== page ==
“Perhaps each piece of work reveals a small but unconscious part of a hidden narrative to which I am not privy.”
Presenting a series of works completed in the last two years, artist Keith Frake joins Artizan for a showcase of dark, mixed media works in his exhibition, Between Heaven and Hell.
Having studied Fine Art at Newcastle and the Royal College of Art in London during the 1970s, Frake has previously been known for his work in film, video and performance art, exhibiting works at festivals and galleries internationally. Today, he returns to this success as a desire to paint and draw again has grown over time.
A journey of rediscovery has seen a range of influences combine to inform his new work; the writings of Franz Kafka and Robert Walser, the poetry of Georg Trakl, the Book of Revelations, the films and writings of Andrei Tarkovsky. A visit to the National Gallery of Scotland saw the discovery of a small work by the expressionist painter Chaim Soutine, Le Mas Passe-Temps, Ceret 1920-21. This would go on to become a pivotal image in informing Frake’s new works, attracted to its swirling foray of thickly applied paint, darkness, distorted trees, and buildings.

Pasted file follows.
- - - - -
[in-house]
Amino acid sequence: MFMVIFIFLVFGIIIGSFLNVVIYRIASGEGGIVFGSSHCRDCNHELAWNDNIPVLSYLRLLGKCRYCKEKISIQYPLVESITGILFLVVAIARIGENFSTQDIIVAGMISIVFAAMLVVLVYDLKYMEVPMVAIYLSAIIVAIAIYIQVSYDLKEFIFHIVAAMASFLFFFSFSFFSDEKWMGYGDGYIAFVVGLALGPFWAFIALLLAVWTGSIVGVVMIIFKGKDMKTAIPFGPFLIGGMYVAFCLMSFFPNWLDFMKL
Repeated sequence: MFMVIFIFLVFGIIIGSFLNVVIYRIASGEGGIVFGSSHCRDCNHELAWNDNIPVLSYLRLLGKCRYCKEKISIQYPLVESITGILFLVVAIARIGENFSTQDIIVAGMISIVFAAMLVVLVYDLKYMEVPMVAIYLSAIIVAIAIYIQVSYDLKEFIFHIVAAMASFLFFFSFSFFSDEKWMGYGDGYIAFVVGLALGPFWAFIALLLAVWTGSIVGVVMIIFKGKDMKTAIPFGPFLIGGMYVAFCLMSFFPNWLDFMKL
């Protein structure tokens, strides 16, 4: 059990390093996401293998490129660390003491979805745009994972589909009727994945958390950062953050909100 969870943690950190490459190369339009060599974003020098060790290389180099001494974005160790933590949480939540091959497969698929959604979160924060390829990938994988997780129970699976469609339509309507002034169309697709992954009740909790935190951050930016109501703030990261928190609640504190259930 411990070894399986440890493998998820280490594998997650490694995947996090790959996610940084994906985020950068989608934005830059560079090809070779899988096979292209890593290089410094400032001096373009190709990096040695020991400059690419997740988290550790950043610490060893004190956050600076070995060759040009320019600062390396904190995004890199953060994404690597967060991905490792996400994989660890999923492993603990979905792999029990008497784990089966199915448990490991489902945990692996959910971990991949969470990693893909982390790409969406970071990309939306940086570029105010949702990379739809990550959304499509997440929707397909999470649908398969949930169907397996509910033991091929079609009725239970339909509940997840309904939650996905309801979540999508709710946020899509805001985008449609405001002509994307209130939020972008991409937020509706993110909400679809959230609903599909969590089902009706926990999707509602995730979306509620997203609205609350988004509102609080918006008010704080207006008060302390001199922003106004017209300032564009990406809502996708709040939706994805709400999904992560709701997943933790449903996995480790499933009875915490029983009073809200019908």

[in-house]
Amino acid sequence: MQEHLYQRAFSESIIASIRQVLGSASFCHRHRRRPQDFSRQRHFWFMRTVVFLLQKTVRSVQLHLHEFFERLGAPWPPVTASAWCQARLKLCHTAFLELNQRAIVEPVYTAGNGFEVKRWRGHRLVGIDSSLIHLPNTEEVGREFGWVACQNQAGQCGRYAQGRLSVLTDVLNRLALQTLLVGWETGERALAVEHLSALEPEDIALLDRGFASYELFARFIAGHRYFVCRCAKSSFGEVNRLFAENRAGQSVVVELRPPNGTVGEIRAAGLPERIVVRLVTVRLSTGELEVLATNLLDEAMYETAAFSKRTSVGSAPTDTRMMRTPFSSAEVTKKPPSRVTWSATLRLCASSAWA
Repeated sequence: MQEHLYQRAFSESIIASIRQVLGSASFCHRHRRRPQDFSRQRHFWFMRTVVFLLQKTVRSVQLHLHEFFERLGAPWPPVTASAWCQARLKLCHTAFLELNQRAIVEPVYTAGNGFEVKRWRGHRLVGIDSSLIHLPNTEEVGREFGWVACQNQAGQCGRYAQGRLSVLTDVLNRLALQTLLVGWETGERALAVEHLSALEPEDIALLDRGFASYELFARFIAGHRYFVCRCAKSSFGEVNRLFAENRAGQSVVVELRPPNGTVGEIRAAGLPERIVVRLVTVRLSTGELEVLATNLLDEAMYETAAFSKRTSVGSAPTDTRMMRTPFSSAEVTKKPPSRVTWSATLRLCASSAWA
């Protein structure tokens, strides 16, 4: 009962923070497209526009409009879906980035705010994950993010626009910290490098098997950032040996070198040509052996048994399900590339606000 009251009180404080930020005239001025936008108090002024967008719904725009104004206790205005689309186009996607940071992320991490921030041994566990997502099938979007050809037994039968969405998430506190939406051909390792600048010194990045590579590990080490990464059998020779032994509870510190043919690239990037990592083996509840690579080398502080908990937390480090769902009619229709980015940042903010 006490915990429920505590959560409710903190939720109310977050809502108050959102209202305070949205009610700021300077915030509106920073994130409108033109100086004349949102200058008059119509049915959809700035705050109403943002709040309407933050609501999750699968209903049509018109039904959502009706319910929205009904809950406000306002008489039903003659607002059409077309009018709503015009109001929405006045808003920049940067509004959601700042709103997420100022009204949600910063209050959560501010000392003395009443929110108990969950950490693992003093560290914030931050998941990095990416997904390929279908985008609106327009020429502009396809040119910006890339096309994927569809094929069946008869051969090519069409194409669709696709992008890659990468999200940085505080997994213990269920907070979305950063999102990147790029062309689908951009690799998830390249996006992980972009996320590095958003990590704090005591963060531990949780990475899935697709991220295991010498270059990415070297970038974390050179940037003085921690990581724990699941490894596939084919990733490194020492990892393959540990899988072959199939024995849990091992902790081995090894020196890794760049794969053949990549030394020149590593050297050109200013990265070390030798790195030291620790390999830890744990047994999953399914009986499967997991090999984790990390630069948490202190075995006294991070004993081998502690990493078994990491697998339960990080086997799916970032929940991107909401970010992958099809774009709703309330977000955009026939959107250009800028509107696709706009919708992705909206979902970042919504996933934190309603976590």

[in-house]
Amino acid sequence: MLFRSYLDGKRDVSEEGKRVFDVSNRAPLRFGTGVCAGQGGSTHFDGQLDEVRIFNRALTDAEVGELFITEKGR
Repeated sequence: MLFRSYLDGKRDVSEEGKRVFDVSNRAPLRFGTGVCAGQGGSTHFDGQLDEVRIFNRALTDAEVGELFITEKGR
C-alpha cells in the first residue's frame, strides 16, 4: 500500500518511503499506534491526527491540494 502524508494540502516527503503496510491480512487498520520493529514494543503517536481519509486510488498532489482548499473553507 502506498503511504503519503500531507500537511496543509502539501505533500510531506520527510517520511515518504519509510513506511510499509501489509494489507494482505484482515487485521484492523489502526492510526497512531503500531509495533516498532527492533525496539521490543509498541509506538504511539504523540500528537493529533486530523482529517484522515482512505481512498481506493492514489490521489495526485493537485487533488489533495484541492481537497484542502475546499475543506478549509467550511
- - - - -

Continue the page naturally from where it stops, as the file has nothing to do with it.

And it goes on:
These allusions resonate through a series that is dark in tone. A heavy bitumen base forms the substrate for most pieces from which, a process of removal, often competed over many days, reveals common motifs and themes through sanding, inscribing, and peeling techniques. Angels, trees, ladders, mountains and tiny stick figures are revealed in negative against this thick, textural layer, emerging from darkness or perhaps immersed in it.